After a lunch at Le Savoie in Margaux, our next appointment was conveniently close and our very first Premier Cru of 2010. As ever at Chateau Margaux, Paul Pontallier and Corinne Mentzelopoulos were there to welcome us, not forgetting Corinne’s faithful hound, Zorba who was clearly enjoying the spring sunshine and a considerable amount of attention from the international visitors.
Above: Discussing the vintage with Paul Pontallier
However, it was Aurelian Valance who lead us through the wines that we had come to taste. This year, Margaux has just announced that it is to make a third wine for the very first time so the Pavillon Rouge has benefited from even stricter selection than usual. According to Aurelian it is the best that Margaux has ever been made – better even than 2009 and I tended to agree. The wine is made up of two thirds Cabernet Sauvignon, 30% Merlot and a sprinkling (4%) of Petit Verdot for seasoning.
This was certainly an exquisite Pavillon Rouge – chock full of red and black fruit, seamlessly bound up in a cloak of fine tannins. The length and texture was remarkable and it was a pleasure to taste – even now. 96 points.
Clearly, one of the keys to success in 2010 was to tame the off-the-charts tannin levels. Pontallier has done this brilliantly with the 2010 Grand Vin by not over-extracting the wines. Similarly, he has kept the alcohol in check too. The Pavillon Rouge comes in at 14% while the Margaux has a cool and balanced 13.5%. This is largely due to the high percentage of Cabernet Sauvignon in the final blend – just over 90%, with 7% Merlot and 2% Petit Verdot.
As a result, the Grand Vin is more tannic and structured that the Pavillon Rouge – and therefore harder to taste at this impressionable age. It was also a much more classical Margaux than the hedonistic, voluptuous 2009. To me this was elegant, refined and not at all showy. The cassis fruit was pure and precise but perhaps a bit too restrained. There was a minerality here too and though not as generous as the 2009, this wine may well put on more fat as it ages. 96 points.
The Pavillon Blanc made from 100% Sauvignon Blanc and fermented in oak never fails to impress. Clearly 2010 is a serious vintage for white Bordeaux too. This was concentrated, complex, long and beautifully balanced. Sadly though, not enough wine is ever made. 92 points.
As we left, Margaux I caught up with Paul who told me that he had surprisingly received even more requests to taste at the chateau this year than in 2009. The same was true at Haut-Brion and La Mission Haut-Brion where owner Prince Robert of Luxembourg and winemaker Jean-Philippe Delmas were waiting on hand as we hurtled from one end of Bordeaux to the other to make our 5.30pm appointment.
It was also a record year in the vineyard at both Haut-Brion and La Mission. According to Jean-Philippe 2010 was the driest year there since 1949. Both he and Prince Robert were clearly delighted with the results. ‘The grapes were incredibly concentrated – particularly the Cabernets. The wines are much more structured than 2009.’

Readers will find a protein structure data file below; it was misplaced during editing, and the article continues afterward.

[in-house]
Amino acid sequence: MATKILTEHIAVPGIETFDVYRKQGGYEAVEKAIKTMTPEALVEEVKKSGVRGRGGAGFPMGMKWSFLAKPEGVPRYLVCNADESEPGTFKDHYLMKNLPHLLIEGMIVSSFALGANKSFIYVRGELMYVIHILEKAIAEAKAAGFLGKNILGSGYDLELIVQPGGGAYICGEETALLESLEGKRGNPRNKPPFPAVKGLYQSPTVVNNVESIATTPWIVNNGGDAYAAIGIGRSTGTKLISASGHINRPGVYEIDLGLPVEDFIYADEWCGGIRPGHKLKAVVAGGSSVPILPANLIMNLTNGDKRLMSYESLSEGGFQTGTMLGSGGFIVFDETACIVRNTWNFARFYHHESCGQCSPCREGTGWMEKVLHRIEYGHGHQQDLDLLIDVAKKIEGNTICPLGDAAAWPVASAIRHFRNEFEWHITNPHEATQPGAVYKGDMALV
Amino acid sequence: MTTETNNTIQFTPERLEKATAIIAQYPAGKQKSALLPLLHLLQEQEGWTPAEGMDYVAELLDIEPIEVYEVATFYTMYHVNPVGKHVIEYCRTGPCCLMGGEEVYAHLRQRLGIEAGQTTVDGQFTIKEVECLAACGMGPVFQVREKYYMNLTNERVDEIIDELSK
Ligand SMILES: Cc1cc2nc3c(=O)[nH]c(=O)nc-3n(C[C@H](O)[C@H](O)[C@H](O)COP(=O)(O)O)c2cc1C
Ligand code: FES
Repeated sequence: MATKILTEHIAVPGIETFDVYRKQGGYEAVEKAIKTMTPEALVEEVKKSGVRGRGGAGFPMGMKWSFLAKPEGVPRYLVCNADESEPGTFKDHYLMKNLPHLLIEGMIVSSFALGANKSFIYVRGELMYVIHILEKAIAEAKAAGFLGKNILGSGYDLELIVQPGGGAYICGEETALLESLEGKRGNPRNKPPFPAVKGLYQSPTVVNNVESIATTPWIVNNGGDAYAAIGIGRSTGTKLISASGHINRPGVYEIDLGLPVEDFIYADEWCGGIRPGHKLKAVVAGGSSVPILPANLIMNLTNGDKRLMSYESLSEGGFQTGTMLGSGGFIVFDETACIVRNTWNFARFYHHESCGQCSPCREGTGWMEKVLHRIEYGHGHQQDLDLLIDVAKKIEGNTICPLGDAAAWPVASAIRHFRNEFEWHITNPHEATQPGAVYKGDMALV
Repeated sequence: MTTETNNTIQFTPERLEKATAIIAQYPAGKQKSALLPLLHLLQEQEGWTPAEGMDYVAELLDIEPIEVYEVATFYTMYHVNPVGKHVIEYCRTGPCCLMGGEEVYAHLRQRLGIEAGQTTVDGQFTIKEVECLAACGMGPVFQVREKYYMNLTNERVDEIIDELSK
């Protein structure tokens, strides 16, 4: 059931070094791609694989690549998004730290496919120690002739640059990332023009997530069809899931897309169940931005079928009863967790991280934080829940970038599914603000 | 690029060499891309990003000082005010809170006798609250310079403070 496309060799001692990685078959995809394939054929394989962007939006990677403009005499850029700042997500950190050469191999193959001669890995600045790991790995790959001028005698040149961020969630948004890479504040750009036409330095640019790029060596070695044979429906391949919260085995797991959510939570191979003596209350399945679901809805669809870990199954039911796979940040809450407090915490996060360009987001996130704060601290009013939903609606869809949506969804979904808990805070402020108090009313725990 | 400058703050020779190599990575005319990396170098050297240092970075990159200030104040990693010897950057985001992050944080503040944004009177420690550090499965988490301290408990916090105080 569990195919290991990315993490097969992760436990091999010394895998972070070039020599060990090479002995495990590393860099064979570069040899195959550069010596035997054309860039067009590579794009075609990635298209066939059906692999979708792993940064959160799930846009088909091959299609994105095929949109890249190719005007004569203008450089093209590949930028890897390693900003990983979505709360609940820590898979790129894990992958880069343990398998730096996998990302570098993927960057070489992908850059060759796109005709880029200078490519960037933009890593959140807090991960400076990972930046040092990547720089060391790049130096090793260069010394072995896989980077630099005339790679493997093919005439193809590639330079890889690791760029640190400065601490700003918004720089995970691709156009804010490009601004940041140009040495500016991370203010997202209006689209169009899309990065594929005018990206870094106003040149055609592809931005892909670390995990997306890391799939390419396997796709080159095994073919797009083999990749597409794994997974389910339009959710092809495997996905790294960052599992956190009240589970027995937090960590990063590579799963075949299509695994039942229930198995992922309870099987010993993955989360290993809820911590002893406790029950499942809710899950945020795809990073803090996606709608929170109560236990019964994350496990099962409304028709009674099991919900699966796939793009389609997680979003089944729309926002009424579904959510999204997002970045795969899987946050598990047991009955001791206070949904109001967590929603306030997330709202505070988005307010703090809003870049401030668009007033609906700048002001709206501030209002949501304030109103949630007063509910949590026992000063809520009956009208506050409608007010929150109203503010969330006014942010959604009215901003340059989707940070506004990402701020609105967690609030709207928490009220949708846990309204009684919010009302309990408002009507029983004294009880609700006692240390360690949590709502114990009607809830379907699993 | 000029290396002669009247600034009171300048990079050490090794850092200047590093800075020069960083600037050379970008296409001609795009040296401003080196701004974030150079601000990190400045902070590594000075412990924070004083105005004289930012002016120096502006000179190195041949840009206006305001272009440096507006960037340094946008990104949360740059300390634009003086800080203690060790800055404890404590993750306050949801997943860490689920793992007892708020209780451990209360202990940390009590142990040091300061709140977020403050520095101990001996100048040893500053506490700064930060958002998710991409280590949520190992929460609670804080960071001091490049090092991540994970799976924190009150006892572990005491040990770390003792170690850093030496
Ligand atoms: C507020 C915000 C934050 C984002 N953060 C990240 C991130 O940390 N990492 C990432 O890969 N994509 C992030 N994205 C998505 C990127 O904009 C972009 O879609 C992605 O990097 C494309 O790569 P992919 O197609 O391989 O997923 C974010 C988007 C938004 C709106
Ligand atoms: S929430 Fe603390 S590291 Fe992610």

What appeared to save the day in 2010 was the counterbalancing acidity. However the drought did reduce yields. In the case of Haut Brion, it made just 7,200 cases compared to 10,500 last year. La Mission made 5,200 down from 6,000. We naturally wonder if this will have an impact on prices.
But perhaps the most significant numbers which were quoted in connection with these wines related to their alcoholic content. And once again, they were extremely high. For instance, La Mission weighed in at a massive 15,1% while Haut-Brion was up at 14.6%
Personally, I particularly liked the latter which had wonderful sweet black cherry fruit, liquorice and damsons. The tannins are dense but ripe and are matched by some fine acidity. Similarly, the finish was powerful and long. The wine was in total harmony and as a result, you simply don’t notice the alcohol. 98 points.
The La Mission has perhaps even more ripe, supercharged fruit, but because of its higher Merlot content (37% vs 23%), it tips the scales at the aforementioned weight of 15,1%. The tannin structure was also a bit looser and fleshier so the acidity seemed softer on the palate. In turn, this leaves the finish feeling just a little bit warm for my liking. This is still a great wine, but the Haut-Brion shades it for me. 97 points.
Above: Post Haut-Brion and La Mission Haut-Brion tasting. Visiting with HRH Prince Robert of Luxembourg
Once again, the whites from these two Pessac properties were magnificent and will provide wonderful pleasure to those lucky enough to secure an allocation. Only 500 cases of La Mission was made and just 450 of the Haut Brion Blanc. Both are blindingly good this year and it was impossible to rate one above the other.
La Mission Blanc is richer, denser and riper than its neighbour not least because of its assemblage – 81% Semillon and 19% Sauvignon. This has a wonderful life ahead of it thanks to its freshness, complexity and balance. 98 points.
Equally, the Haut-Brion Blanc is also a wine for the long haul. With just 46% Semillon it was clearly fresher, more mineral - more citrus than La Mission. But both are unformed at this adolescent stage. It will be exciting to taste them side-by-side when they have some serious bottle age. Right now, I give the Haut-Brion Blanc an equal 98 points.
So here ended our first day. It was already evident to me that Bordeaux has delivered another great vintage – albeit very different from the opulent, generous year of 2009.
Of course, some people may be sceptical that Bordeaux has produced two successive vintages of such scale and calibre. However, there are several precedents to this phenomenon; 1899 and 1900, 1928 and 1929 (I clearly remember debating at our Three Centuries of Lafite event whether the ‘28 Lafite is better than the ‘29!) A further duo occurred again in 1989 and 1990 and once more in 1995 and 1996.